>	boundaries as the are easily breached and morphed.

excuse me, mr. idealist, but you live in a world that no one would
recognize as their own. cyberspace exists only because people have
constructed it. you cannot escape that interaction of a community.
no man is an island. what guarantees you will have a connection to 
the network today? absolutely nothing. it is just your faith in
the great cybergods. cyberspace is nothing but crystallized human
interaction.  how do you deal with the `pathological' cases of human
behavior such as harassment, terrorism, censorship, etc?

>	How the hell are you going to evict
>	me if I break one of the laws?  There is no way you can
>	develop a fool-proof system to control use, I even
>	seriously doubt you can install a shitty system even.

unix passwords represent a reasonable amount of security. they prevent
me from hijacking your account. more sophisticated levels exist.

look, you are evicted from your apartment if you don't pay your rent. it
is just as simple to evict someone from their cyberspatial connection,
and throw out all their furniture on the street!! believe me, it has 
happened to me twice!!

>	Basically if I want to do something, it will get done.
>	The whole concept of a police force controlling
>	cyberspace is a leap back about a billion evolution
>	cycles.  You can't patrol an amorphous blob.  

don't think of it as `us vs. them'. think of it as `us' erecting our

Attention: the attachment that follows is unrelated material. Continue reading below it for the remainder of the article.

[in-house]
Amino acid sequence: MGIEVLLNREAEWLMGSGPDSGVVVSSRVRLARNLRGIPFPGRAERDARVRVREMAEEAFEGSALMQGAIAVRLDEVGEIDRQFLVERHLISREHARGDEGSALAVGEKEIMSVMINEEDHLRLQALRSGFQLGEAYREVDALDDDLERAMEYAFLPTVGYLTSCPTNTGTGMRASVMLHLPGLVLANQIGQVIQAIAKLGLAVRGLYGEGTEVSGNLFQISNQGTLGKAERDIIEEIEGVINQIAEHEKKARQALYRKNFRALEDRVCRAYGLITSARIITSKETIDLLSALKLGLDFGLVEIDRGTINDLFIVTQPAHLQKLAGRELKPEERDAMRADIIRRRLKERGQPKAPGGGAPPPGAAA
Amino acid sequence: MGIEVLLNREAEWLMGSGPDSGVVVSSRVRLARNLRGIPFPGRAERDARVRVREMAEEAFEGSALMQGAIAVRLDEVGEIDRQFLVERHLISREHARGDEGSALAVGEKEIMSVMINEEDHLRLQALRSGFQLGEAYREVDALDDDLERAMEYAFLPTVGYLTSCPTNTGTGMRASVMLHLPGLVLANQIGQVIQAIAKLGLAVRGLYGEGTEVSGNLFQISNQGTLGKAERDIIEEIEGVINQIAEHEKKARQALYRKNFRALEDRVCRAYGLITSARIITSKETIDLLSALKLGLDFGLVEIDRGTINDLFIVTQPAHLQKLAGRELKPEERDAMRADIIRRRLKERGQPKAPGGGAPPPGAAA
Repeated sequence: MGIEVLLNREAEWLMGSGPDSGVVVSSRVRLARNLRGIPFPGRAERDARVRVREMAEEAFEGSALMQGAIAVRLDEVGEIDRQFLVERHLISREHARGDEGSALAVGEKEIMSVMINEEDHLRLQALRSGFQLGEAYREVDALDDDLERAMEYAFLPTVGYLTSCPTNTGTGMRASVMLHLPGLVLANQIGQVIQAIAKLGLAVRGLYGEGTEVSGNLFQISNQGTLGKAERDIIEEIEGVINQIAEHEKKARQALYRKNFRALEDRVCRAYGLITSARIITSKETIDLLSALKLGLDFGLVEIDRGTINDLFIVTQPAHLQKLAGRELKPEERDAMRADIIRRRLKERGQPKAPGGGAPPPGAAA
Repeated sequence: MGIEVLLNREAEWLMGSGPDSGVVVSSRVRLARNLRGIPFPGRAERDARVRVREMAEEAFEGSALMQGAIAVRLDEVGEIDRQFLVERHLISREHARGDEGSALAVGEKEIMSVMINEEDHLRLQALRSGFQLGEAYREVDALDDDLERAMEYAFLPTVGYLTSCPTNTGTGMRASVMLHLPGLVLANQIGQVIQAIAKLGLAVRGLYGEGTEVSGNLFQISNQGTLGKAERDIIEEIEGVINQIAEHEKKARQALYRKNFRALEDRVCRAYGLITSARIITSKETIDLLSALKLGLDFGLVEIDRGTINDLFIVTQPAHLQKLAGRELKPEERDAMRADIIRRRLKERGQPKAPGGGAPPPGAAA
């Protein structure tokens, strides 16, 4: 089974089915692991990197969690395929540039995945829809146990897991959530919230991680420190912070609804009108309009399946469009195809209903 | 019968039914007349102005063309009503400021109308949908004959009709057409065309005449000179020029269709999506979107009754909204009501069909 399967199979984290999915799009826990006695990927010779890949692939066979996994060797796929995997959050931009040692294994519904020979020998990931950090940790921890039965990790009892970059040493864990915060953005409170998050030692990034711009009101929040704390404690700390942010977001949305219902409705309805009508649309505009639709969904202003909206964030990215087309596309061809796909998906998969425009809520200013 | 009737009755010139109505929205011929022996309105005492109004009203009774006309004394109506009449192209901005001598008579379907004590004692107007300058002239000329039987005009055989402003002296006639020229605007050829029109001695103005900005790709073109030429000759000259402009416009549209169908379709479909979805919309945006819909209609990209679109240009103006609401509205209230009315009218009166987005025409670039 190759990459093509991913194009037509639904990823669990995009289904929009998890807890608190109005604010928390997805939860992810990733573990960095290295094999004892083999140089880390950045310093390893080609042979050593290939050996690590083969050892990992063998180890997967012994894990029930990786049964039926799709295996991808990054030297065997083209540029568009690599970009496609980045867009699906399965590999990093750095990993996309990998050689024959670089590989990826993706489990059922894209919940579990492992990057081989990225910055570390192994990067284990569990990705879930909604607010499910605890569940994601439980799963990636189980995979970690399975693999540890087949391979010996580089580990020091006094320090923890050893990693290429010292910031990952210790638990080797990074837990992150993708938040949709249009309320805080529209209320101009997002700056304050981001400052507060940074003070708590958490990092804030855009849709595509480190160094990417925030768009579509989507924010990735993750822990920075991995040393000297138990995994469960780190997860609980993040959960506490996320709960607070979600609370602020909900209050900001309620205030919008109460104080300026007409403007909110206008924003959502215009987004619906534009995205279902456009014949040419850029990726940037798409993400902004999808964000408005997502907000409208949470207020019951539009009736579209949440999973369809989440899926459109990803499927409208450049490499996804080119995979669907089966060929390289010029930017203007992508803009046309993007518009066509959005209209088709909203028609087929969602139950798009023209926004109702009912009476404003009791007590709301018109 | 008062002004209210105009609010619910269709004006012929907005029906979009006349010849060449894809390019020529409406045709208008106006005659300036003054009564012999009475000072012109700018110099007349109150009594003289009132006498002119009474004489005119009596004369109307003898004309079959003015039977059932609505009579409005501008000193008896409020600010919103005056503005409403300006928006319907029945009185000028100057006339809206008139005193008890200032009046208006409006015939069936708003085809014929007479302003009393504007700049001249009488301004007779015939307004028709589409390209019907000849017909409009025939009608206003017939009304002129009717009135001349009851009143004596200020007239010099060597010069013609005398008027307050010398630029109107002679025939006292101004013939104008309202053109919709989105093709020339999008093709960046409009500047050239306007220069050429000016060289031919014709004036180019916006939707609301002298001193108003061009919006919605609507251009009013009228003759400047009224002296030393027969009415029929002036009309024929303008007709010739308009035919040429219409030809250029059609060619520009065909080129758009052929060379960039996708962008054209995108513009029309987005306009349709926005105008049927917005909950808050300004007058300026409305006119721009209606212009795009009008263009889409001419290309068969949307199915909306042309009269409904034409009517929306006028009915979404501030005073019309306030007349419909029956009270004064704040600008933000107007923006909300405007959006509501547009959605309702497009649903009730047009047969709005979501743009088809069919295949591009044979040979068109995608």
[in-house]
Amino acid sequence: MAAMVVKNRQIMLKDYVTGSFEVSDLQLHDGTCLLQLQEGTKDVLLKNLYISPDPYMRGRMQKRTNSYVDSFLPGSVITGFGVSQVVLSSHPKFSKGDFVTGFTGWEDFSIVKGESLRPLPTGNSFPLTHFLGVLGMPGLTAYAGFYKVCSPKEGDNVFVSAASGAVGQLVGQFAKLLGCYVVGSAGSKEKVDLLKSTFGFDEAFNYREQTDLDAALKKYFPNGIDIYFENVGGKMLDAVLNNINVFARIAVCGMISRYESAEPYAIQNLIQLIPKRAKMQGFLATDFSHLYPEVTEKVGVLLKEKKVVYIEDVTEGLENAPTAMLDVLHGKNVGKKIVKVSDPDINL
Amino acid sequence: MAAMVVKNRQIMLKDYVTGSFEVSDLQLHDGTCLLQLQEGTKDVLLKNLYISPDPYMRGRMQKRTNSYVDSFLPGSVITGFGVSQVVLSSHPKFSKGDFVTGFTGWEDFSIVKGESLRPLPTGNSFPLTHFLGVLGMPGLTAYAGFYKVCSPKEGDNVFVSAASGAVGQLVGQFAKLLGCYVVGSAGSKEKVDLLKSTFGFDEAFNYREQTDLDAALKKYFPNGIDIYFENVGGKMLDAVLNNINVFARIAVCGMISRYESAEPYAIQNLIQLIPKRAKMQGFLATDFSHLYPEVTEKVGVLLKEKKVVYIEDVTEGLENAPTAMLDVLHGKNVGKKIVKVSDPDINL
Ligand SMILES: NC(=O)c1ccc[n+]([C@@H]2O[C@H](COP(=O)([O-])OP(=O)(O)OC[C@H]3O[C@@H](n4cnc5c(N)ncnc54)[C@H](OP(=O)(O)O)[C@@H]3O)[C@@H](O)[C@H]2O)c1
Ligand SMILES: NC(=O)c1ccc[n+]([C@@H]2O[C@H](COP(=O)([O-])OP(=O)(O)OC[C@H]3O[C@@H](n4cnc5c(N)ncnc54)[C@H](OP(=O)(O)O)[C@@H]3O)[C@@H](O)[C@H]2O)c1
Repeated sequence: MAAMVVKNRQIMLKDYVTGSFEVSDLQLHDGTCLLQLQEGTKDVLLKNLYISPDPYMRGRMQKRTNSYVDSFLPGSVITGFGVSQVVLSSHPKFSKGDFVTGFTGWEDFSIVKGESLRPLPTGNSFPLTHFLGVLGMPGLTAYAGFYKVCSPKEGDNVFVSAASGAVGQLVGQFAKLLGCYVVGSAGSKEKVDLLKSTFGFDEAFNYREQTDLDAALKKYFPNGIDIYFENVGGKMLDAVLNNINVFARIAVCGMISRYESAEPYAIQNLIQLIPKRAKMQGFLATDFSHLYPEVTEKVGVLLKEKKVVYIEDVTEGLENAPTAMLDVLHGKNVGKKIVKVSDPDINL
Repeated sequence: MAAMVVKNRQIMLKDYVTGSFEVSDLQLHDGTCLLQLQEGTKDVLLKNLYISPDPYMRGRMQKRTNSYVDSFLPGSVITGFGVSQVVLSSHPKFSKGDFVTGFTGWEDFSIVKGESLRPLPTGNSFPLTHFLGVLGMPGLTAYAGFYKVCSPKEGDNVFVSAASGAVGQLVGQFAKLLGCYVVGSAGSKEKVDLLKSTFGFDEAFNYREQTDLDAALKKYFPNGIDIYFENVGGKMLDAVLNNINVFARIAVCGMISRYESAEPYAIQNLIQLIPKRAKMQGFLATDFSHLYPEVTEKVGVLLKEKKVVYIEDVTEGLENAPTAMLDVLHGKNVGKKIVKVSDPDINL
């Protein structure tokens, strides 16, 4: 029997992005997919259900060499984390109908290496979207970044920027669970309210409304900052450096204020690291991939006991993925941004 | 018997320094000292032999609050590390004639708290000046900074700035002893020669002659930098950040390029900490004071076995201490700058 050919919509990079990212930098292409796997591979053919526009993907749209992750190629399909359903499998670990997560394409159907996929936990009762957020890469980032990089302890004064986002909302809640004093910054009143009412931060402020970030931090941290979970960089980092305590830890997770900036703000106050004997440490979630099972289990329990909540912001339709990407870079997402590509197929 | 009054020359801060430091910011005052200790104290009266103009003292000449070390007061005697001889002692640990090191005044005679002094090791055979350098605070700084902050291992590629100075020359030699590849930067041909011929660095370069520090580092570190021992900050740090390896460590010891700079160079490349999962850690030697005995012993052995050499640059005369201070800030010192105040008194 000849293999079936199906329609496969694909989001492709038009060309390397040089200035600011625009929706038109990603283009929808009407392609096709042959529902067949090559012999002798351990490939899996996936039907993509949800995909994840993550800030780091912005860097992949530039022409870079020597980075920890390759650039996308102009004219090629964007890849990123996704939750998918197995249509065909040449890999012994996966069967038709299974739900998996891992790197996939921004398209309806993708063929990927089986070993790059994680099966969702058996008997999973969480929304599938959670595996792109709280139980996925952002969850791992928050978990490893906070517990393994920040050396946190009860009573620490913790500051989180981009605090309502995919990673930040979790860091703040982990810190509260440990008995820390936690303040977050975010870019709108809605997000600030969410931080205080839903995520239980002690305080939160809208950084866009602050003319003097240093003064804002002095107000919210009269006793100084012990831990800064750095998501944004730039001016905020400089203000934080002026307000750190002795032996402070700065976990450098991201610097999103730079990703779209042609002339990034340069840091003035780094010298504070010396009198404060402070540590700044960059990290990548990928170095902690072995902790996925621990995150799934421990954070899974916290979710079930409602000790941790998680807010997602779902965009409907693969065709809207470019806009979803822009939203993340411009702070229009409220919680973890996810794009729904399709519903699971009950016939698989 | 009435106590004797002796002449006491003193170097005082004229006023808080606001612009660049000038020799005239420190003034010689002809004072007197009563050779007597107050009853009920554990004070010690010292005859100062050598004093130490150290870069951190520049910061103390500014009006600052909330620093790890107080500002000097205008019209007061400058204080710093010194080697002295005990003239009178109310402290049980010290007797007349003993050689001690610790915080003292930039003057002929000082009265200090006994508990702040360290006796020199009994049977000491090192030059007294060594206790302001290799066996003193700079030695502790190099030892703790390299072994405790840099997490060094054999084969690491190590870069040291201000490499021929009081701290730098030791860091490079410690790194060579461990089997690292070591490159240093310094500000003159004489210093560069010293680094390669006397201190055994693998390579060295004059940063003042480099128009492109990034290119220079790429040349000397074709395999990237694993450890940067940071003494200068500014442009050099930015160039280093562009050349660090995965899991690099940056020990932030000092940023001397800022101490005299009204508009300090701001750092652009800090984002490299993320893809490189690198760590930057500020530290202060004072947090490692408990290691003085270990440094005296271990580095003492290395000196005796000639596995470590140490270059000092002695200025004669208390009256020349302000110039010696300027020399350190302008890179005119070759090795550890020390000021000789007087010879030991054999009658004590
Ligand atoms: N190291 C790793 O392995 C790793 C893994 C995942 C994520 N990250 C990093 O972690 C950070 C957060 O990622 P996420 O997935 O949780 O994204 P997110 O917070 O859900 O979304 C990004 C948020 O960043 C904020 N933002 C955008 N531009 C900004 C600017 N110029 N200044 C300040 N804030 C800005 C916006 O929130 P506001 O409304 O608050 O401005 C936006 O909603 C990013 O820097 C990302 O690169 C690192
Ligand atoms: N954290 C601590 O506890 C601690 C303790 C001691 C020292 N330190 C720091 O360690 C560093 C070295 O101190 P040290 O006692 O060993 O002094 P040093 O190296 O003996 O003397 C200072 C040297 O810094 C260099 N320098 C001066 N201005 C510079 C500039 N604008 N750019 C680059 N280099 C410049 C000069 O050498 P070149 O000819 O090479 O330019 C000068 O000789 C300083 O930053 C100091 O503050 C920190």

own framework of self-regulation. it would allow `us' to get rid of the
detweilers of the world in our community. cyberspace is not an amorphous
Gibsonian blob!! it is a physical infrastructure policed by humans as
simply as our physical roads are!! the police already exist, they are 
called `system administrators', except they have no uniform code of 
conduct today, except `if something pisses me off, disconnect it'.

>	If they dont like what my node is doing, than cut
>	connections to my node.

what if you wake up one day and find that all the people you want to
talk to, and you thought were your friends, all on a separate network,
and you are isolated with Detweiler, Depew, Morris, and Mitnick on the

>	I would
>	actually prefer the possibility to Detwielering so to
>	speak,than to allow someone to try and control this.  If

hee, hee, suit yourself....

>	You are unable to hold someone
>	accountable for their own deeds in a space like
>	kyberspace where psuedonyms are part of the fabric of the
>	space.

cyberspace is what we make it. if no name is ever connected to a human,
it can be constructed that way. if identity is important (as most of
human history seems to imply) we can translate it into the new realm. but
you are continuously mixing up what is possible with what you want. if
you don't want something that is possible, then it's possibility is 

why don't you just preface your remarks by saying `i only
want a version of cyberspace where no one is responsible for their
actions!!' and i'd just leave it alone. as it stands you argue that
cyberspace = anarchy by definition. i cannot agree.

this dialogue appears to be at the point of arguing two different religions,
so it is not very fruitful for any of us, but if grand epopt feotus represents
the basic cypherpunk views, then i find it all very fascinating. you guys 
realize that you have a very unusual culture that is highly distinct from
virtually any other culture ... at least that i am aware of. you do seem
to have some parallels to the russian nihilists, some of the libertarians,
some of the anarchists, but you have a very distinct blend of it ....

anyway, it is all kind of bizarrely alien to me, so maybe i will check out
that cyberwonk group or whatever that eli brandt mentioned and see if anyone
there is on the same wavelength.

pseudonymously yours,